F3502 masks are designed and tested to ensure they perform at a consistent level. These masks are labeled to tell you what standard they meet.
SEATTLE, WA, USA, November 15, 2021 /EINPresswire.com/ — On November 12th, Seattle-based Puraka Mask's "Breathe" model mask was recognized by the US Centers for Disease Control's NIOSH division for demonstrating compliance with the ASTM-F3502-21 Barrier Face Covering requirements. Considered the national benchmark for reusable fabric masks, F3502 was developed by standards organization ASTM International, with input from NIOSH, to establish testing methods and performance criteria consumers can evaluate when deciding on a facemask to use in schools and workplace settings.
In order to qualify as F3502-compliant, Puraka’s Breathe Mask had to pass a series of rigorous laboratory tests. “We were honestly surprised at how hard it was to satisfy the test requirements,” said Andrew Enke, a mechanical engineer and company co-founder. “Our masks had to meet the filtration thresholds, but they also had to be more breathable than the inhalation and exhalation cap for medical respirators. Striking the right balance between filtration and breathability is harder than you would think.”
As one of just a handful of US companies making reusable face masks prior to the COVID-19 pandemic, the team at Puraka leveraged their experience in wildfire smoke masks to help develop the new standard as an ASTM member, as well as to ensure its masks met the qualifications. “Our Breathe Masks exceeded the Level 1 requirements in both categories,” said Lauren Chagaris, who has led the company as General Manager since the summer of 2021. “Because the mask design holds the filter away from your face, airflow resistance is minimized, even while the mask maintains an excellent seal for filtration.” Test results for the Breathe Masks are available on Puraka's website, along with results from the company's "Essential" model masks, which achieved F3502 recognition earlier this year.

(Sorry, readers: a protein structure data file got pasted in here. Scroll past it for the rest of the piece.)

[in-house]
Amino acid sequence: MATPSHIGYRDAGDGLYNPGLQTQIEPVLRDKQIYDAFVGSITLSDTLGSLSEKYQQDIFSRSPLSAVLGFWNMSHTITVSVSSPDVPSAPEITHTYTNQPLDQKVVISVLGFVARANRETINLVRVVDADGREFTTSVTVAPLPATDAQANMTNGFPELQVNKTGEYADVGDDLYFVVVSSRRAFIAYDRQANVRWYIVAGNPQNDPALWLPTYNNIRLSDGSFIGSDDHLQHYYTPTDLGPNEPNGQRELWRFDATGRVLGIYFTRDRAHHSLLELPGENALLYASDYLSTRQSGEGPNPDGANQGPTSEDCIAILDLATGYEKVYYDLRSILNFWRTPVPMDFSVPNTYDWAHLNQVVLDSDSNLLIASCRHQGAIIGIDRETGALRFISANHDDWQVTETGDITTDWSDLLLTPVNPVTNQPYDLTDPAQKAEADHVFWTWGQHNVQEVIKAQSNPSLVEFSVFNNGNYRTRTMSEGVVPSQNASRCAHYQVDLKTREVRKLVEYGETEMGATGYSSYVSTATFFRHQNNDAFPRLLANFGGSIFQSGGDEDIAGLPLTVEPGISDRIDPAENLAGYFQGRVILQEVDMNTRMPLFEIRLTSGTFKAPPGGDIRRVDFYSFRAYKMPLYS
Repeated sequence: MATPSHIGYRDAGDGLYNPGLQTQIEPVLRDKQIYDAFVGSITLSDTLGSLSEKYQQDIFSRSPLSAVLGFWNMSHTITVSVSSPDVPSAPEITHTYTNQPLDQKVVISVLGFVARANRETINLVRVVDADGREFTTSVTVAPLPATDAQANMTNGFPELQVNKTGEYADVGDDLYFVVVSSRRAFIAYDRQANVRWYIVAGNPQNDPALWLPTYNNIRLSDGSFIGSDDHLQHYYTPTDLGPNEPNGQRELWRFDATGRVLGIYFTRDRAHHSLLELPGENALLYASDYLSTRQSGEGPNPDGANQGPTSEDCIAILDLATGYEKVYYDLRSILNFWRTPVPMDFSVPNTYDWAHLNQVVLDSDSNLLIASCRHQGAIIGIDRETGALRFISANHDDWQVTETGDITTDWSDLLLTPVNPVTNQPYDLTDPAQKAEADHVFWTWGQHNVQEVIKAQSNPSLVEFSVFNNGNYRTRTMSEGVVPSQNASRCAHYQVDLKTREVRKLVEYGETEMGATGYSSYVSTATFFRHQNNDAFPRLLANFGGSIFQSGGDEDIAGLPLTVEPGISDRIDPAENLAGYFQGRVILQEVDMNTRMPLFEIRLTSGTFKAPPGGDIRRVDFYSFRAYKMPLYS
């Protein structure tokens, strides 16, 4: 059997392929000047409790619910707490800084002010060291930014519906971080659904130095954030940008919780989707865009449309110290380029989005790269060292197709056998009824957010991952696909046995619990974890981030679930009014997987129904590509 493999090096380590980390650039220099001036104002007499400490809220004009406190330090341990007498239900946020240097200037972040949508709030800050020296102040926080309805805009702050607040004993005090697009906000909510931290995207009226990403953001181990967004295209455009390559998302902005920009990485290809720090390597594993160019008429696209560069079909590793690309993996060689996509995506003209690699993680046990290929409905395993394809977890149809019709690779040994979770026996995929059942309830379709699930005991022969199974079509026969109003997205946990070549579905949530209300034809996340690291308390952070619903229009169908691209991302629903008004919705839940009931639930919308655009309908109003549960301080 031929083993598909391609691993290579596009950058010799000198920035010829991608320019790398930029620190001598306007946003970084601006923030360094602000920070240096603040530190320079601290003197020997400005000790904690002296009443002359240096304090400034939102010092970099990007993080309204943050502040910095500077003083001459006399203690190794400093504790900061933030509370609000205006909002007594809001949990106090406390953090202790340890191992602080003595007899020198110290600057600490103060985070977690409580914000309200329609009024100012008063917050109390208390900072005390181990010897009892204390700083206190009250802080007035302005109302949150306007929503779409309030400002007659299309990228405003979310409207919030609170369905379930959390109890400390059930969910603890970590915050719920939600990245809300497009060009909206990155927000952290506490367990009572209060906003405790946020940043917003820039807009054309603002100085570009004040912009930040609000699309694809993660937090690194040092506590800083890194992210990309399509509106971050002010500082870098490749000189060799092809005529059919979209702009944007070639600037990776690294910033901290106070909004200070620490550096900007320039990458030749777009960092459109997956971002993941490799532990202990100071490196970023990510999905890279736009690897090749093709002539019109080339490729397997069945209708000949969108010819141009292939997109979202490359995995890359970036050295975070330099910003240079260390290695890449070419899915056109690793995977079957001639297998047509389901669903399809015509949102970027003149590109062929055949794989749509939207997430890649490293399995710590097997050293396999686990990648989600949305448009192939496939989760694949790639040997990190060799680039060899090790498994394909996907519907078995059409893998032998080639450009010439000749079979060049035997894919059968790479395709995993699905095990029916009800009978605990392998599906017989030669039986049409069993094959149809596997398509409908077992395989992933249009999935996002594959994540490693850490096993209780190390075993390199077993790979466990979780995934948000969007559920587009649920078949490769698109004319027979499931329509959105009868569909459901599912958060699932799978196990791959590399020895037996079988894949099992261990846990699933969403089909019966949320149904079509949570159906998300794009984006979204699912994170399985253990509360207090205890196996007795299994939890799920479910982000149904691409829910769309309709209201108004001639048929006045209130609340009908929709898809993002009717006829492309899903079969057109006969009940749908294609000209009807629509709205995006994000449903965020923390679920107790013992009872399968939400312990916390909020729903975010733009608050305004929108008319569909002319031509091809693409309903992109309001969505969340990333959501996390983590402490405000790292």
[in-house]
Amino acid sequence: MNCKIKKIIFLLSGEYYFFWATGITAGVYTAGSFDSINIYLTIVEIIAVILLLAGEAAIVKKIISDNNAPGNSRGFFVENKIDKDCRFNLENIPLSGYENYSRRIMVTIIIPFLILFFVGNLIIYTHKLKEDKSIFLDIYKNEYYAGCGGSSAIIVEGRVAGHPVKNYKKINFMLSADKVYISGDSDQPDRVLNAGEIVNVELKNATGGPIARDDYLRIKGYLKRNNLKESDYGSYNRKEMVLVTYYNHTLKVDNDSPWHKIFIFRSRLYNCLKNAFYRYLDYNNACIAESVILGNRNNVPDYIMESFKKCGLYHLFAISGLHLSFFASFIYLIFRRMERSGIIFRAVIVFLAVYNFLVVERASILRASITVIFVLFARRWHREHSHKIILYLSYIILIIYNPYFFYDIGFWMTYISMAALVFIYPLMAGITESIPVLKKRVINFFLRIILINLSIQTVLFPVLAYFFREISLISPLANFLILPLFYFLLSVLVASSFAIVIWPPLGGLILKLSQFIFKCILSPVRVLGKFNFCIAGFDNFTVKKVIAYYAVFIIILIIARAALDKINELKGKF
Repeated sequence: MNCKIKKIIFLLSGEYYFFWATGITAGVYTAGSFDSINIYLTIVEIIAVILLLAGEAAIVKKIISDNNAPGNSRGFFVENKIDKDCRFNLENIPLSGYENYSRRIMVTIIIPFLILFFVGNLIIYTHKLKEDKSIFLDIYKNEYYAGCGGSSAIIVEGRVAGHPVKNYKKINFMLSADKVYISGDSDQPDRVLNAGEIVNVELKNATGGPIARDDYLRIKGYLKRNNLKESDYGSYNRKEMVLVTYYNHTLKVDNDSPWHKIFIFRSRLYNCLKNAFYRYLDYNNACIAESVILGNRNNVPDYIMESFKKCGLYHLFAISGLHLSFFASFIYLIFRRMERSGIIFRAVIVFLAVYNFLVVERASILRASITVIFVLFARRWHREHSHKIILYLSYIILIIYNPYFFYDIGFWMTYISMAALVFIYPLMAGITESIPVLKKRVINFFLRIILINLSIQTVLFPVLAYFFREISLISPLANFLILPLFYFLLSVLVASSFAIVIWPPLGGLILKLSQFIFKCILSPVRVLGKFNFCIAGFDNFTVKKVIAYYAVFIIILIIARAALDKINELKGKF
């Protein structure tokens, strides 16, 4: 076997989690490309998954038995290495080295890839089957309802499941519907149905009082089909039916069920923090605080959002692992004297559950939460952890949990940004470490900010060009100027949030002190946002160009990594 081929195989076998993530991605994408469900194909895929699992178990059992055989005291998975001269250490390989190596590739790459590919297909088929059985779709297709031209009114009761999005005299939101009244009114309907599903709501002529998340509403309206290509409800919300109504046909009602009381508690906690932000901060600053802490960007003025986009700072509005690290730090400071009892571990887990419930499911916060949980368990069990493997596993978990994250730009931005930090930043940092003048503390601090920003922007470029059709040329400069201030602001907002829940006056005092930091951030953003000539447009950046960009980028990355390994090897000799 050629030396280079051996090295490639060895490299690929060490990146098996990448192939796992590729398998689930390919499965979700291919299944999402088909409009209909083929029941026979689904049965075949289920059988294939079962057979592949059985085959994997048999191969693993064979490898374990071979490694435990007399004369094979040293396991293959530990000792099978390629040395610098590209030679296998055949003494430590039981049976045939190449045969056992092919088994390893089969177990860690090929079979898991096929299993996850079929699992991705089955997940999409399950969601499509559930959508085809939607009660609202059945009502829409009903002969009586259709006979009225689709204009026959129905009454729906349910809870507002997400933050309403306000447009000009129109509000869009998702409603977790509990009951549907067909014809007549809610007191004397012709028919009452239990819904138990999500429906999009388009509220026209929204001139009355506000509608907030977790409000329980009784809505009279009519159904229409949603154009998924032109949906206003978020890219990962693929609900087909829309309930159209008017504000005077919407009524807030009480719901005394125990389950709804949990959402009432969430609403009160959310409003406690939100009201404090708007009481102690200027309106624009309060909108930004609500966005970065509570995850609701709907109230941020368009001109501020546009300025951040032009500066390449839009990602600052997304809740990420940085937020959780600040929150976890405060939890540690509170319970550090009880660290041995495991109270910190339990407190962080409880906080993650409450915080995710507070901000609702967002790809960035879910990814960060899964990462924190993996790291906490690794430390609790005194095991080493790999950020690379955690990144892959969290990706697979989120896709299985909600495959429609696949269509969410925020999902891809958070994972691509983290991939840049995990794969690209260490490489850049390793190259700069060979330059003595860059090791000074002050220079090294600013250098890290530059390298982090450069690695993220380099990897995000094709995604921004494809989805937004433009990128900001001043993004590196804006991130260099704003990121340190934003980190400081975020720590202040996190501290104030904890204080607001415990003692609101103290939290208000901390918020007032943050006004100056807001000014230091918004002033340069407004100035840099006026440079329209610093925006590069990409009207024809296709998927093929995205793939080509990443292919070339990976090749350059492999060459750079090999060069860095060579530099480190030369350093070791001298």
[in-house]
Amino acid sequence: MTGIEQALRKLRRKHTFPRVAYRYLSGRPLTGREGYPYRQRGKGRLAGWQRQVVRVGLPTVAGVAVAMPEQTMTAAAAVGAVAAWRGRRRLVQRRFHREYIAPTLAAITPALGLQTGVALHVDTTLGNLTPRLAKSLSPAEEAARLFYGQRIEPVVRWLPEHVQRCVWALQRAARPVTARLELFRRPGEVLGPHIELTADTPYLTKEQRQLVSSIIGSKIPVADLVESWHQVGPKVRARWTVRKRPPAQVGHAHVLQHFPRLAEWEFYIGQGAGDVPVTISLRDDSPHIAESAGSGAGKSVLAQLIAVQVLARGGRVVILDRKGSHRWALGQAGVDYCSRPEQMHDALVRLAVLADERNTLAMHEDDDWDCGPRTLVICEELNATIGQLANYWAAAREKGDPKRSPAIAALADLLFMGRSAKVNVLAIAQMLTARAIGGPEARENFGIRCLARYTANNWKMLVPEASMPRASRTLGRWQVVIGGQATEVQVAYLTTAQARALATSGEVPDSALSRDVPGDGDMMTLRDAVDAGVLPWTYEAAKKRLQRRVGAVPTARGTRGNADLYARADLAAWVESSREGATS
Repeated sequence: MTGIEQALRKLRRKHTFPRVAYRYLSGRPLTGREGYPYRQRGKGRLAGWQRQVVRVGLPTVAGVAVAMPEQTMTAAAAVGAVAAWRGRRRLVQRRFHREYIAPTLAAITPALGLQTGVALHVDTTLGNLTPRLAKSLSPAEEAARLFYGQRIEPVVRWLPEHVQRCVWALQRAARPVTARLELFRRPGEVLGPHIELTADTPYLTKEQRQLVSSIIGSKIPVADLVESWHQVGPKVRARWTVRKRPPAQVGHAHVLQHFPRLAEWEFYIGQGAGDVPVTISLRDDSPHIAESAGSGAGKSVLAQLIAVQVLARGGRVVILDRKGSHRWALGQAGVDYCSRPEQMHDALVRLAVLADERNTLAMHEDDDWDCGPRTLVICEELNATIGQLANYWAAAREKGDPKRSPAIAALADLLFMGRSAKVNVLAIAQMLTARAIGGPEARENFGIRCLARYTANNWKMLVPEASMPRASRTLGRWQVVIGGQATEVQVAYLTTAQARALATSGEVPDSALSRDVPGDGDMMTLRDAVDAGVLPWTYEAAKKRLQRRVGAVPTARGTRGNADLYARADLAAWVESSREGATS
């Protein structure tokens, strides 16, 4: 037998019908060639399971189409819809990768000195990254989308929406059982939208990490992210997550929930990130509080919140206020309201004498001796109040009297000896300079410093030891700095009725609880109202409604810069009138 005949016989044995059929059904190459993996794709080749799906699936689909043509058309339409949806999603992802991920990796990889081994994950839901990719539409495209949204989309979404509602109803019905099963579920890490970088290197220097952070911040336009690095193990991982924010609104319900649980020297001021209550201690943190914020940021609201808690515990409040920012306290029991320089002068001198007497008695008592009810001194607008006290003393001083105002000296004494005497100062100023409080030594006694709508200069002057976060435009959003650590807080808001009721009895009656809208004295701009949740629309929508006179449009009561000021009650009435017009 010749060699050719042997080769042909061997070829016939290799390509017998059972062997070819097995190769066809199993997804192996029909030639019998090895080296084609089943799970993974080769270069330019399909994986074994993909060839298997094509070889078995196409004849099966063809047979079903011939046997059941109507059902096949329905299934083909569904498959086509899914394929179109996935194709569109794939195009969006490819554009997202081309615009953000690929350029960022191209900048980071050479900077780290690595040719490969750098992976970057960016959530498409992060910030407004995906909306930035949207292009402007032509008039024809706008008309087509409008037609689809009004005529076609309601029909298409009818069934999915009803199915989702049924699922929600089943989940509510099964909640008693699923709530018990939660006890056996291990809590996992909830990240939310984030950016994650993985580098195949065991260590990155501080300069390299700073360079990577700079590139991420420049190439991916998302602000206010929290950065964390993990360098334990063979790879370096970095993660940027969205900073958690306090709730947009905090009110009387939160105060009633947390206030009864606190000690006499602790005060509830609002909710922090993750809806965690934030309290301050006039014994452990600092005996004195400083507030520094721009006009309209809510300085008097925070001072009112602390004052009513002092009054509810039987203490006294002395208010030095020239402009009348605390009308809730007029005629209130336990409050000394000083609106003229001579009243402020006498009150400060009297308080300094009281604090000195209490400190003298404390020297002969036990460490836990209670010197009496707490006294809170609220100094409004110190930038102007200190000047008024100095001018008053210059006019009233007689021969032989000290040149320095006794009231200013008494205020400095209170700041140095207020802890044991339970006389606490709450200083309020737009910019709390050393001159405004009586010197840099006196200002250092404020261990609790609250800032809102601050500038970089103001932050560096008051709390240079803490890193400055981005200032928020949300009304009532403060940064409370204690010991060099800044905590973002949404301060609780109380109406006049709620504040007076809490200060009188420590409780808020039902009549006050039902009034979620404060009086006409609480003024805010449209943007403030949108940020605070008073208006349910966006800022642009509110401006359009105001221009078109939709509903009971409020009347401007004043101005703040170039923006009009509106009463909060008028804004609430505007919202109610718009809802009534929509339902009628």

Under the F3502 standard, a barrier face covering must be tested by an accredited laboratory to show it meets certain performance requirements, including the degree to which it restricts airflow, and how well it filters the very smallest airborne particles. "From a filtration perspective, sub-micron particles are considered the gold standard precisely because they are so hard to stop," says Enke. "F3502 barrier face coverings are designed to trap nanometer-sized particles in the same range as cooking oil smoke, or about the same size as the SARS-CoV-2 lipid envelope."
In addition to filtration and breathability, the standard also includes specific requirements for design and general construction, sizing and fit testing criteria, and labeling instructions. The label must state the number of laundering cycles the masks are tested for, as well as how the masks should be washed and dried.
"Because the United States was so late in producing a standard, we could use lessons from standards developed in other countries to help make sure the U.S. requirements reflected international best practices," says Chagaris. "The new standard is intended to apply to the general public and workers, which is why we expect F3502 barrier face coverings to become the standard-issue mask in workplaces and schools as we head into the winter."
Source: EIN Presswire